» Learning Communities - Spr. 2015
The First-Year Experience at Minot State University is an opportunity for first-year students to participate in a powerful learning experience that will inspire the transition to university life and learning through unique learning communities, peer mentors, and opportunities to engage with the campus and larger community.
Students are given the opportunity to work with talented, engaging faculty and staff members who care about students, who are focused on student success, and provide learning experiences that are unique, challenging, and relevant. They also get to work with peer mentors who are familiar with the campus and can connect students to student support services, clubs, organizations, and other academic and co-curricular activities.
First-Year Learning Communities
Students who participate in the First-Year Experience register for two or three courses that are connected by a theme. The same students register for all three connected courses to form a learning community. Class sizes are restricted to approximately 20 students with some exceptions. Instructors work together to create meaningful assignments around the theme and across the courses.
Some learning communities are discipline specific, and only students majoring in that discipline can enroll. These learning communities are typically composed of two courses needed for the major, or one course in the major and one general education course, as well as a first-year seminar course, INT 110. These learning communities help students learn how to be successful in their major while connecting them to faculty members in the discipline.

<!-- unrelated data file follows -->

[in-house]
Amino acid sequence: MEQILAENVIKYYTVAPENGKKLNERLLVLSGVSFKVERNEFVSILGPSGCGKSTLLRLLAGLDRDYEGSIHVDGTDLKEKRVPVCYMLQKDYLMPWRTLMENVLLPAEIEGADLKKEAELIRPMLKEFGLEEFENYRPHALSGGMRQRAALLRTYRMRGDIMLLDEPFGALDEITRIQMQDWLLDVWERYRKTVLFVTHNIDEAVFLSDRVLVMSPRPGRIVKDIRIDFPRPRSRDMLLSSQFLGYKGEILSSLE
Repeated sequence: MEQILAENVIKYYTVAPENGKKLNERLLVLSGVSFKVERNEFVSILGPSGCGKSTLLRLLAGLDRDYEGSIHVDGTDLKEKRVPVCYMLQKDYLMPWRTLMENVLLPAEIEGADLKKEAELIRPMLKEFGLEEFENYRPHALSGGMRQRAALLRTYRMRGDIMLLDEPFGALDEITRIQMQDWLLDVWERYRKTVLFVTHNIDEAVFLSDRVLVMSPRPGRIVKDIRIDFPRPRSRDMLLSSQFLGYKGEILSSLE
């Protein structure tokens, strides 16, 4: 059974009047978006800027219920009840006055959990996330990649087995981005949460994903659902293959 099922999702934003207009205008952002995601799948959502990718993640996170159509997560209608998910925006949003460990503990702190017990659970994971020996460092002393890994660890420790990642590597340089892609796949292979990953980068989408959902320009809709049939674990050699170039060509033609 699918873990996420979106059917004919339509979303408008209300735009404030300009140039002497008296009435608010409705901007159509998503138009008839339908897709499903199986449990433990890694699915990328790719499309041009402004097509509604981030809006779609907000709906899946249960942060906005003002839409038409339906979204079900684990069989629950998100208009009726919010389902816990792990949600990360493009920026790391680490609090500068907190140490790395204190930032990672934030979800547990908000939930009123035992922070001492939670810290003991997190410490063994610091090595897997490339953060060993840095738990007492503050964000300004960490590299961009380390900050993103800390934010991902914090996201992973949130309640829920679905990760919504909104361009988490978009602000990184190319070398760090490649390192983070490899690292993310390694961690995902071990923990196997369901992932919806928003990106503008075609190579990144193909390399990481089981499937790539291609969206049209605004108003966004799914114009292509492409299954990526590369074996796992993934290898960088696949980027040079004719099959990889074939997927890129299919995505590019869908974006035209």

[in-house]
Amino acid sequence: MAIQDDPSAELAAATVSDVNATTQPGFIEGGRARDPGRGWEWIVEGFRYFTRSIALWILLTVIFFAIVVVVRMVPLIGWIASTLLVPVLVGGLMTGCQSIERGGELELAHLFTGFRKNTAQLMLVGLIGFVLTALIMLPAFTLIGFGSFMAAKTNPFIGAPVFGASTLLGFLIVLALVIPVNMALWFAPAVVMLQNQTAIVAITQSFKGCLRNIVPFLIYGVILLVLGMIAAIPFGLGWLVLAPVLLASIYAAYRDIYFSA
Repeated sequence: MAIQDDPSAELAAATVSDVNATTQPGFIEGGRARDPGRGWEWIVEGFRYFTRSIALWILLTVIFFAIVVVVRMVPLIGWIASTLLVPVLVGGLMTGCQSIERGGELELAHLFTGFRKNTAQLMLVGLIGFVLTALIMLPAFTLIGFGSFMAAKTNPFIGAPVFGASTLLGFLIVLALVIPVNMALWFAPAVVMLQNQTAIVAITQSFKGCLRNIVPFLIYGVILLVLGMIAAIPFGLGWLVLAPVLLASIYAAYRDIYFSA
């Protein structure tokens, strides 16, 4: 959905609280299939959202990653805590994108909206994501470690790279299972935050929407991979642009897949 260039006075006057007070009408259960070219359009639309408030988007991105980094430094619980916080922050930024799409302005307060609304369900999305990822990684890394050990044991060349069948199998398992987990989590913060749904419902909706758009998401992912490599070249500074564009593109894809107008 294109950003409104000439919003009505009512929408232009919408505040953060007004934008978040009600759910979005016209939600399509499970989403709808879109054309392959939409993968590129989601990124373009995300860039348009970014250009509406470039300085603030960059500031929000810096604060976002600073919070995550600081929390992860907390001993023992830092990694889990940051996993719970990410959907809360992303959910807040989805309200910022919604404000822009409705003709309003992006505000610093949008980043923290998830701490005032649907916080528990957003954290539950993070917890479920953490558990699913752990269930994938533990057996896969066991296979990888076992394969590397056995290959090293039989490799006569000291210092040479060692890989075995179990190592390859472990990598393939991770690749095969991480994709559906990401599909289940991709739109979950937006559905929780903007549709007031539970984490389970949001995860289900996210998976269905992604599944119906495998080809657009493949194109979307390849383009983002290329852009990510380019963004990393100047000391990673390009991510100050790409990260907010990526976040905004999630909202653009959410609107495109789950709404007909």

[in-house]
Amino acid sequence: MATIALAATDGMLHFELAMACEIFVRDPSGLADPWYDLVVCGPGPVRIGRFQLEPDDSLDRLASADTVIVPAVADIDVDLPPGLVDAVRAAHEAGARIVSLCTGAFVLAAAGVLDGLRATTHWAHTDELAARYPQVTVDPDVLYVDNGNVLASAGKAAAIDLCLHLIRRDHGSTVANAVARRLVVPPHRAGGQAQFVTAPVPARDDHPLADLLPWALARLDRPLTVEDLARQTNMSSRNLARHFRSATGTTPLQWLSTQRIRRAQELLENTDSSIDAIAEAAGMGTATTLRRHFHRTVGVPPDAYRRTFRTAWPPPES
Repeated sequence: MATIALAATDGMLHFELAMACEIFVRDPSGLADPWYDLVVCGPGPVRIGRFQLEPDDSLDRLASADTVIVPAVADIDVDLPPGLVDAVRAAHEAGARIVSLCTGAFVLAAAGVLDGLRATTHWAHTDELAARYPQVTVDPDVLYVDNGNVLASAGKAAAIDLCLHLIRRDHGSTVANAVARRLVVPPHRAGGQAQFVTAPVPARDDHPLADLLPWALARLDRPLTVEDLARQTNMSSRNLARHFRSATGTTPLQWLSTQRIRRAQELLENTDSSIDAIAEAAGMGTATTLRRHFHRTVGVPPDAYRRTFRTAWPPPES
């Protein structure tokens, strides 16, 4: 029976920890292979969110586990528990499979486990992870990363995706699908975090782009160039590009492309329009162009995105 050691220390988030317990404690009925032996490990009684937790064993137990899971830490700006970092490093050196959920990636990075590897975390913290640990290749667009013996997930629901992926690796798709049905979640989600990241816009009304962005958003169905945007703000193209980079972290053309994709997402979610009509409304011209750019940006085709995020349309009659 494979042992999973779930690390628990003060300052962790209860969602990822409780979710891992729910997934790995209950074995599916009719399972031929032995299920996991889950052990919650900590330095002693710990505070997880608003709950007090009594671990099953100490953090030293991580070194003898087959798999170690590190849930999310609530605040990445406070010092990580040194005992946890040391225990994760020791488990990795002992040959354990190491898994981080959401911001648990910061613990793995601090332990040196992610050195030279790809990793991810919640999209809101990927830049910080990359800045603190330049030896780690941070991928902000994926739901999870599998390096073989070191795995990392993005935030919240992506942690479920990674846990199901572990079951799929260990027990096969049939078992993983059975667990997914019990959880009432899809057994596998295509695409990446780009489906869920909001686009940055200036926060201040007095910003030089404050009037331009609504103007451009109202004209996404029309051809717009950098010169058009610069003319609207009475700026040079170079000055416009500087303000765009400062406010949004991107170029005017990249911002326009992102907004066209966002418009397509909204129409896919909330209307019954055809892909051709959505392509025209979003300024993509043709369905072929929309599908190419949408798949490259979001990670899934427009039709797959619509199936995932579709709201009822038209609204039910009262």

Other learning communities are not discipline specific, and anyone can enroll in them. These learning communities are typically composed of two general education courses as well as a first-year seminar course, INT 110. These learning communities allow students to complete courses required for graduation while at the same time exploring an interesting topic in INT 110.
In both cases, the first-year seminar course, INT 110, supports the other one or two courses and focuses on and helps foster the theme that connects them. It is in this course that students will interact with their peer mentor.
Fall 2014 and Spring 2015 learning communities are described on the Learning Communities page.